Focus on Faculty: Dr. Wallis Sanborn III
In post-Vietnam America, Wallis Sanborn III understood the nation’s mood for peace. He also knew his family’s history in battle.
One grandfather served in World War I, the other in World War II. His father spied on North Korea as a Marine communications officer in Japan and South Korea.
At home, young Wallis held his father’s officer’s sword and swagger stick. He wore remnants of his father’s uniform: dress greens and dress blues, sundry patches and medallions. He read books filled with photos on Marine Corps history. He listened to stories – tales that took place in Iwakuni, Okinawa, South Korea, and New Zealand.
After high school in Taylor – outside of Austin, the pull of genetics and Marine Corps paraphernalia proved irresistible. In 1984 at age 19, he enlisted in the U.S. Marines as a reservist.
“I entered the reserves because I wanted to be a commercial diver and work offshore,” says Sanborn, an assistant professor of English at Our Lady of the Lake University. “I joined the Marines very much out of a sense of loyalty to my father. I thought at the time that that would be enough. But the 49-year-old me looks at the 19-year-old me and kind of castigates him a bit. I feel I should have done more and I carry a great deal of guilt because of that.”
Part of Sanborn’s mission is to help military veterans in college. At OLLU, he serves as chairman of the Veteran’s Day Ceremony Committee.
Sanborn completed six years in the reserves and became a commercial diver. He earned a bachelor’s, master’s, and PhD in English from Texas Tech. He took a job teaching at Angelo State before coming to OLLU in fall 2013.
When he entered the reserves, Sanborn was trained as a rifleman and machine gunner one weekend a month and for two weeks during the summer. After transferring to a STA platoon – Surveillance and Target Acquisition – in Houston, he learned scouting and sniper skills. “You had to be able to plot a six point grid on a map,” he says. “You had to be able to use a compass. You had to be able to shoot. You had to be able to use a radio. You’d be surprised at how few people can do all those things.”
In Houston, Sanborn attended commercial diving school while serving in the reserves. After completing the school, he joined a program that allowed him to complete a year’s worth of reserve duty in about one month per year so he could work as an offshore diver.
Six years after joining the reserves, Sanborn went on inactive duty in 1990. Two years later, he received an honorable discharge at the rank of corporal. Though Sanborn never saw combat duty, he emerged with a compelling experience that reflected pre-911 America.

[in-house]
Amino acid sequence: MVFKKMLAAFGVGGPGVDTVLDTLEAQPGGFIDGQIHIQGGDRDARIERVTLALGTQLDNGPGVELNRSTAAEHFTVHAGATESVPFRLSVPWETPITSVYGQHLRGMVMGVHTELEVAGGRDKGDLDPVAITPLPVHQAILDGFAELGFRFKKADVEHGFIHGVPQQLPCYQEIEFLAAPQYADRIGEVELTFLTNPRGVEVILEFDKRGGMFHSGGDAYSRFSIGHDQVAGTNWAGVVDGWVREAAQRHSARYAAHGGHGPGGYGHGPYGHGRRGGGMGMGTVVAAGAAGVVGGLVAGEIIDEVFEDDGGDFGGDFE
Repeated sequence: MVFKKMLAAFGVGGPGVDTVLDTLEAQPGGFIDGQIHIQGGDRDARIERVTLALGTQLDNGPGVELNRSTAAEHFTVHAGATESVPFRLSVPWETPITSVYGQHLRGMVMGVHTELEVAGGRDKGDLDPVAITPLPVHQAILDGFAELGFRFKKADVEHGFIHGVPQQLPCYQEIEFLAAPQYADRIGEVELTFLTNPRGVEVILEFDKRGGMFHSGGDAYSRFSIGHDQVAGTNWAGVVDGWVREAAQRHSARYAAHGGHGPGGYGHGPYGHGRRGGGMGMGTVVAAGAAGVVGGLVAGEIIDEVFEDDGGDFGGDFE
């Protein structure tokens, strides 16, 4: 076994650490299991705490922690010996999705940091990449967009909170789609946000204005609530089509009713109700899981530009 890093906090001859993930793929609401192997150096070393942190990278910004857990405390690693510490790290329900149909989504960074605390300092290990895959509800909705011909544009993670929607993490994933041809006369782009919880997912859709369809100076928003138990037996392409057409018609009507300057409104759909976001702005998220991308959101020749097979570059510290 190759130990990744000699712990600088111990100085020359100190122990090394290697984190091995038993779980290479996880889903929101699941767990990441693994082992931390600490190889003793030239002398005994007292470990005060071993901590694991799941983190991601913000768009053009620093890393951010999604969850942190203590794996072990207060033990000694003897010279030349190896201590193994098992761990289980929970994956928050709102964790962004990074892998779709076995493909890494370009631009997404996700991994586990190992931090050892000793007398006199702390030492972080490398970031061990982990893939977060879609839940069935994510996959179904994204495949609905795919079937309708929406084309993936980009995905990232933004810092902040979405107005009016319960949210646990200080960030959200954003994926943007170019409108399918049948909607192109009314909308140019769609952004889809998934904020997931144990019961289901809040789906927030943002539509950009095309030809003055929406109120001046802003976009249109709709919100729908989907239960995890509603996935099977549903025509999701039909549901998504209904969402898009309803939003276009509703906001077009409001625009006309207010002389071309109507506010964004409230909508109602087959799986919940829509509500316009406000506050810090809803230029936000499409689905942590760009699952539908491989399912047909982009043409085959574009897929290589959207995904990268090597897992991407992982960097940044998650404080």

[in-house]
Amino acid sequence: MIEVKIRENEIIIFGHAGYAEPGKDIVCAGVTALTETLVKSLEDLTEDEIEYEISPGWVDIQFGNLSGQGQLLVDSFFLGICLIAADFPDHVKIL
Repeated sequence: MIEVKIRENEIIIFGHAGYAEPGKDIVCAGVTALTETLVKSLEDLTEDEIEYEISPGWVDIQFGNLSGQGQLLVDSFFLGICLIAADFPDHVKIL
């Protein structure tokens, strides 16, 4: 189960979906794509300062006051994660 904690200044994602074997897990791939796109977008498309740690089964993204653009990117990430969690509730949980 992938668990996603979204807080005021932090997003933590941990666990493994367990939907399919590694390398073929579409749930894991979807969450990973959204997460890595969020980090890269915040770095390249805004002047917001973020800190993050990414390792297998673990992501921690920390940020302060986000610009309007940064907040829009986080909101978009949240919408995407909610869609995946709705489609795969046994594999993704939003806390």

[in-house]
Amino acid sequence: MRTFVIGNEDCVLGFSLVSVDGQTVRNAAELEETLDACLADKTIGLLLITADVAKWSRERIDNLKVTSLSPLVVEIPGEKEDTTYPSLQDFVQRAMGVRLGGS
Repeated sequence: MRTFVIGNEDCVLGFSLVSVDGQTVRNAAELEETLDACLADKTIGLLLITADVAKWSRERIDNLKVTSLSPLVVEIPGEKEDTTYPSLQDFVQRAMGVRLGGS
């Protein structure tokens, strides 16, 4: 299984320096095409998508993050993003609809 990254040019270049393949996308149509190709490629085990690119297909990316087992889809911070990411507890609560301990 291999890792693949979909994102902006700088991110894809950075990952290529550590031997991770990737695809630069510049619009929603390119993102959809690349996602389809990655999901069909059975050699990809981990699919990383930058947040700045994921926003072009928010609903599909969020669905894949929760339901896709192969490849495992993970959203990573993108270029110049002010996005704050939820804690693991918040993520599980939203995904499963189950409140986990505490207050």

“When I went in in 1984, the shadow of the Vietnam War was still very heavy upon the United States and enlistment was down,” Sanborn says. “Going into the military was not a very popular thing. When we went to boot camp in the Marines, we still had Vietnam era equipment. Steel pots for headgear. M16A1s (the primary Vietnam infantry rifle), Colt 1911s (the standard .45 caliber sidearm). We were still using Vietnam era tactics. Ivan was our hypothetical enemy. We were training against the Soviet Union, while concurrently and paradoxically, we were still on the back end of jungle warfare. Terrorism was not even on the horizon. But for the bombing at Beirut in 1983, which occurred before I enlisted, I don’t ever remember talking about what was going on in the Middle East while I was in uniform. It was the Cold War and the Cold War era.”
As a reservist, Sanborn learned discipline, which he defines as, “Doing the thing that needs to be done when it needs to be done.” He also learned patience and goal-setting.
As a professor, Sanborn shares those life lessons in class. “Students need to understand that life takes endurance and life takes patience and life takes a plan,” he says. “It also takes discipline and goal setting, both long term and short term, to achieve things.”
He is especially sensitive to first generation students who don’t have parents to explain the discipline required to fulfill a long-term goal.
Sanborn: “I make the analogy: Look at the military. If you want to be an NCO (non-commissioned officer), that’s a multi-year process. If you want that bachelor’s degree, you’ve got to think multi-year process.”
As chair of the Veteran’s Day Ceremony Committee, Sanborn is eager to recognize those who have served in the military. “There have been 29 Medal of Honor winners who are from San Antonio and South Texas,” Sanborn says. “We’d like to honor those veterans as well as all our vets who are on campus.”